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Jan. 10, 2019
This paid piece is sponsored by Journey Group.
Even the moniker – MadLabs – suggests there’s something extraordinary brewing in the building under construction at Dakota State University.
And there is.
The Madison Cyber Labs, or MadLabs as it has come to be known, is a first-of-its-kind project for Dakota State, for construction manager at risk Journey Group and for the students, faculty and other researchers who will use it.
“It’s one-of-a-kind,” said John Reiser, Journey’s project manager. “Some of the uniqueness of the building adds different elements and criteria that are not typically found in any project.”
The $14 million building is the vision of DSU president José-Marie Griffiths, who sees it as a way to bring applied research and development to the campus for each of the university’s four colleges: the Beacom College of Computer and Cyber Sciences, the College of Education, the College of Business and Information Systems, and the College of Arts and Sciences.
Each will build upon and grow its research in the 40,000-square-foot space.
“It’s a watershed moment for the university,” said Josh Pauli, DSU’s vice president for research and economic development.
“It’s our first building dedicated to research. It doesn’t have classrooms or faculty offices other than some small administrative office space and a big briefing room. The heart of the building is an open concept, very flexible with very few walls, and we did that on purpose so we have cross-pollination of research ideas.”
Some of the labs included in the building will be:
Other future research will focus on areas such as artificial intelligence, machine learning, threat monitoring and simulated attacks.
“It’s really a test bed for technology,” Pauli said. “We’ll be doing research on things like smart appliances, smart water heaters, things like Alexa and smart door locks. We really want the MadLabs to be hands-on. I joke that we want their research to be a spectator sport, but we do want people to come in and have it be readily available to be viewed and have it explained. Much of this work is applicable to everyday life, and it’s even fun.”
There also will be many areas that very few people will experience. That’s because there’s significant interest in the space from specialized clients, which is what makes the building so unique from a construction standpoint.
“We have an extremely secured construction site. We have to do background checks to make sure we’re clearing whoever works on the job site. Gates are always closed, so scheduling and on-time deliveries are critical,” Reiser said.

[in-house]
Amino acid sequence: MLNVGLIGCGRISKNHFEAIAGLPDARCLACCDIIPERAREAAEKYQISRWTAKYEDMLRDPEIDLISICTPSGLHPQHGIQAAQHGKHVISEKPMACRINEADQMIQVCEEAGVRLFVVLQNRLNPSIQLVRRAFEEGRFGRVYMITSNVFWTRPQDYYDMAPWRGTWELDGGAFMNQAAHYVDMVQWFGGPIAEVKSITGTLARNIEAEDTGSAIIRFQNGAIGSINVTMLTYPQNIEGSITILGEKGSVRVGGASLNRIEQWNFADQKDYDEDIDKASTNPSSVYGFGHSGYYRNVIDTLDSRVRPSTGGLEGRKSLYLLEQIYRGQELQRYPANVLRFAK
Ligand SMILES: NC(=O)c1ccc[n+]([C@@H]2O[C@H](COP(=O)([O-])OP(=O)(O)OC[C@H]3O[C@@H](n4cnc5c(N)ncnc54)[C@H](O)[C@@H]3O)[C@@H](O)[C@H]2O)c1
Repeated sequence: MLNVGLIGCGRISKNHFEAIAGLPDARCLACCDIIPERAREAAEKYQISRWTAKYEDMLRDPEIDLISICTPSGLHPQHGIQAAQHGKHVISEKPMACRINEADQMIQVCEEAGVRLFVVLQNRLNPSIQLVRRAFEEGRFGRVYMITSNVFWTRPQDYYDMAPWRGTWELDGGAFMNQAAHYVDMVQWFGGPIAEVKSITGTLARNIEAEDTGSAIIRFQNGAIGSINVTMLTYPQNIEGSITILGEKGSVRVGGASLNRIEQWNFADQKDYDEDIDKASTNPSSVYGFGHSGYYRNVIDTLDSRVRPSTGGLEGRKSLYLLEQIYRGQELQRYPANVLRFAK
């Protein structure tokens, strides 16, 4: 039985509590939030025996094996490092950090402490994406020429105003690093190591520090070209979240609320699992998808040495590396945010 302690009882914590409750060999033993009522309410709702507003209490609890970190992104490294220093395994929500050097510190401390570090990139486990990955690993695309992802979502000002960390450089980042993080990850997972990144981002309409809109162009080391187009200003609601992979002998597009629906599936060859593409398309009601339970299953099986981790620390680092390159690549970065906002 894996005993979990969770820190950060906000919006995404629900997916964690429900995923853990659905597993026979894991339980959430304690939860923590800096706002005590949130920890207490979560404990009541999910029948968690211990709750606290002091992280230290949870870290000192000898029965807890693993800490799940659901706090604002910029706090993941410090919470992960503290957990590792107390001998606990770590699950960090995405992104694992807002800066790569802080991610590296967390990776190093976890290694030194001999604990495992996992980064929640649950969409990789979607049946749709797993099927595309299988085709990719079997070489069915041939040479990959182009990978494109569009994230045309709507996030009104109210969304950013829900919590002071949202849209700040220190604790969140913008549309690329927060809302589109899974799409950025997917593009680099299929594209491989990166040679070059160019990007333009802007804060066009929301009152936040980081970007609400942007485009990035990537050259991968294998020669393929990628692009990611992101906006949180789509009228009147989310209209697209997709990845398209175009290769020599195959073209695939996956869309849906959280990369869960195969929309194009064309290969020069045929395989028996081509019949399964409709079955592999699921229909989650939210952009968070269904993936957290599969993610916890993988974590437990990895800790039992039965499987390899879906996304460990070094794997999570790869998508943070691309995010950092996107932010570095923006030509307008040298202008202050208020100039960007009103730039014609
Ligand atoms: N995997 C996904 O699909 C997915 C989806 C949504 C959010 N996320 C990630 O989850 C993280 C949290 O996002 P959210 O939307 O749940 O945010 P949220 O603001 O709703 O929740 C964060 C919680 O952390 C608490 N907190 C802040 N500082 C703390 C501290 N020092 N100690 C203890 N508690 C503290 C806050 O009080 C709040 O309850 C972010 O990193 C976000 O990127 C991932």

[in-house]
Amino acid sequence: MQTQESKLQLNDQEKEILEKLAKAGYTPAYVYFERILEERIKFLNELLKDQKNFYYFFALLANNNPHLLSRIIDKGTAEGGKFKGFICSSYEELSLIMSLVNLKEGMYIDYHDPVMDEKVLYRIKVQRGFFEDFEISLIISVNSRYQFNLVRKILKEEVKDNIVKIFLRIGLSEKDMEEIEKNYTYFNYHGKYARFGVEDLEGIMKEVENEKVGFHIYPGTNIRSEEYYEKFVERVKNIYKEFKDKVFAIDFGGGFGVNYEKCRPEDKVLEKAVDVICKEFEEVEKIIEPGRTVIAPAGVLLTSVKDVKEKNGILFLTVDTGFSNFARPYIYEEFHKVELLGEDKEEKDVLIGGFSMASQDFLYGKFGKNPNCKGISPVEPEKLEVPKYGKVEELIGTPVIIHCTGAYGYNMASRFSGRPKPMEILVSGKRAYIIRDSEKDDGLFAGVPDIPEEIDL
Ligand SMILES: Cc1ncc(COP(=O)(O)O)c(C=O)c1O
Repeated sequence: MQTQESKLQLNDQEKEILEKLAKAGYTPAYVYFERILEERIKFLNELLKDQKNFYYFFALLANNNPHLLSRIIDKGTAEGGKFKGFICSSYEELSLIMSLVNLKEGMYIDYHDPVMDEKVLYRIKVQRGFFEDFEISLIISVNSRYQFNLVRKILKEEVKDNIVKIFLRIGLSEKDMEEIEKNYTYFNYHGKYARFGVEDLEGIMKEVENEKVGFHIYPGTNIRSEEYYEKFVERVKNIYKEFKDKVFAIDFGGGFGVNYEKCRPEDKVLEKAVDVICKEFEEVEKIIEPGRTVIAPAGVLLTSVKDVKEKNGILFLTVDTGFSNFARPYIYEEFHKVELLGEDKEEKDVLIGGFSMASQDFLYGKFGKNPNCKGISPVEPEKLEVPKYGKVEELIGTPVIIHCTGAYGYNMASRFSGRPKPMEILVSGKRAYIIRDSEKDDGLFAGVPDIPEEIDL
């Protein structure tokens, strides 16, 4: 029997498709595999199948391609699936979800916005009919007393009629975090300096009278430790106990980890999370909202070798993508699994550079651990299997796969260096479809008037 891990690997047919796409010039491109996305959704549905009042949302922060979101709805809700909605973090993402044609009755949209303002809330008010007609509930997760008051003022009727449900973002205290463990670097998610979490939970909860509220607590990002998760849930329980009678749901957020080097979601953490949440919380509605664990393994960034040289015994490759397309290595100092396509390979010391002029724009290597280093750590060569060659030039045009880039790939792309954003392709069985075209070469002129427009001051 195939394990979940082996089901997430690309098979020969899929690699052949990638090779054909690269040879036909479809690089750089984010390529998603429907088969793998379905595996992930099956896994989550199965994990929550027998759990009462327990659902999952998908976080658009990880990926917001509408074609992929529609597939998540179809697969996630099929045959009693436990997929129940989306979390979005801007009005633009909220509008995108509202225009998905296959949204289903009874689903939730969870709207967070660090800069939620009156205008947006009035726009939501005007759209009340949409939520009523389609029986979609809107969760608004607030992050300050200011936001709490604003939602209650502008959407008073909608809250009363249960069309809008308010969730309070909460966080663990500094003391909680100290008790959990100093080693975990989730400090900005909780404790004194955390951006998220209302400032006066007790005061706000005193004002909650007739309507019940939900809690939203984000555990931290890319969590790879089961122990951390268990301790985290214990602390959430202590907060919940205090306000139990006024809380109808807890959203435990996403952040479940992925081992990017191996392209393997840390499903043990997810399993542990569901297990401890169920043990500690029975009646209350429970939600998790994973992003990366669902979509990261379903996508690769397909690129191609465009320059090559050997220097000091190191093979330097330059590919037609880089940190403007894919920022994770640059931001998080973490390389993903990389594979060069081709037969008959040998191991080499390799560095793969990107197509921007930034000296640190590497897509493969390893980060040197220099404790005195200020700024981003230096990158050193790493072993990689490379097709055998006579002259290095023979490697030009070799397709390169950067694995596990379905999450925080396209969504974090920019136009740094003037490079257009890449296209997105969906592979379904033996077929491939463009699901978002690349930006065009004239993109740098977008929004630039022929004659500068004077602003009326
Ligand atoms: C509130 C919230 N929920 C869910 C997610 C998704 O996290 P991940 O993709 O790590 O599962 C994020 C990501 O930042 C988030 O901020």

“We have a badging system to get into the job site. And we have to make sure our communication is clear and intentional because only certain people are aware of what’s going on in each section of the building.”
Dakota State highly values and takes extreme care of its relationship with its specialized clients, “so we’re probably being overly cautious, but that’s OK,” Pauli said. “We don’t want anything to jeopardize the outstanding potential this has for our faculty and students to conduct really cutting-edge research in that building.”
Journey was brought on early in the project, during the design and pre-construction phase, to serve as construction manager at risk. Throughout the process, the team has heavily utilized lean techniques to ensure work remains on time and on budget.
“As with previous Journey projects, we’ve found that to be extremely valuable,” Reiser said. “With the uniqueness of this project, it pulls out any constraints that might be roadblocks in front of us, so we can come to a solution before it becomes an issue on the schedule. Right now, the project is on schedule to be complete by the end of August if not a little sooner.”
Journey has remained flexible with changes while keeping the project on track, said Dave Link, program director of the university’s Dakota Rising initiative, which includes construction of the MadLabs building.
“I think Journey has been great to work with,” he said. “Their experience in doing large facilities has worked really well. They do a great job coordinating all the activities and have a rigorous meeting schedule to make sure everybody understands the deadlines involved. And from a customer perspective, they understand needs change from initial design to the day you open, and they know that’s part of the process and are very helpful thinking through those issues.”
It’s not Journey’s first time working on a project at DSU. The firm also built the Beacom Institute of Technology and renovated the Trojan Center and Courtyard Hall.
“The Beacom was the first new building on campus in about 40 years, and there was not a lot of institutional knowledge about building new buildings on campus, and Journey was very helpful,” Pauli said. “But they understand this is a fundamentally different building. And what I really like is I can’t think of one time they referenced the Beacom for comparison. They understand the project and the people involved are different, so little things like that from my perspective help a lot.”
For Journey, working on a building that will be used for specialized cyber work is a good experience given the expected growth of that industry, Reiser added.
“We know there’s more of this type of work to come, projects involving cybersecurity, so to be on the leading edge of that with Journey and to be doing the first project of its kind in this area is very exciting for us,” he said. “As more opportunities come, we feel we’re well positioned with the experience we’re gaining. And we’re excited for our ongoing relationship with DSU. They’re bringing new things to this area, and we look forward to continuing to help bring their dream to fruition.”
Even the moniker – MadLabs – suggests there’s something extraordinary brewing in the building under construction at Dakota State University. And there is.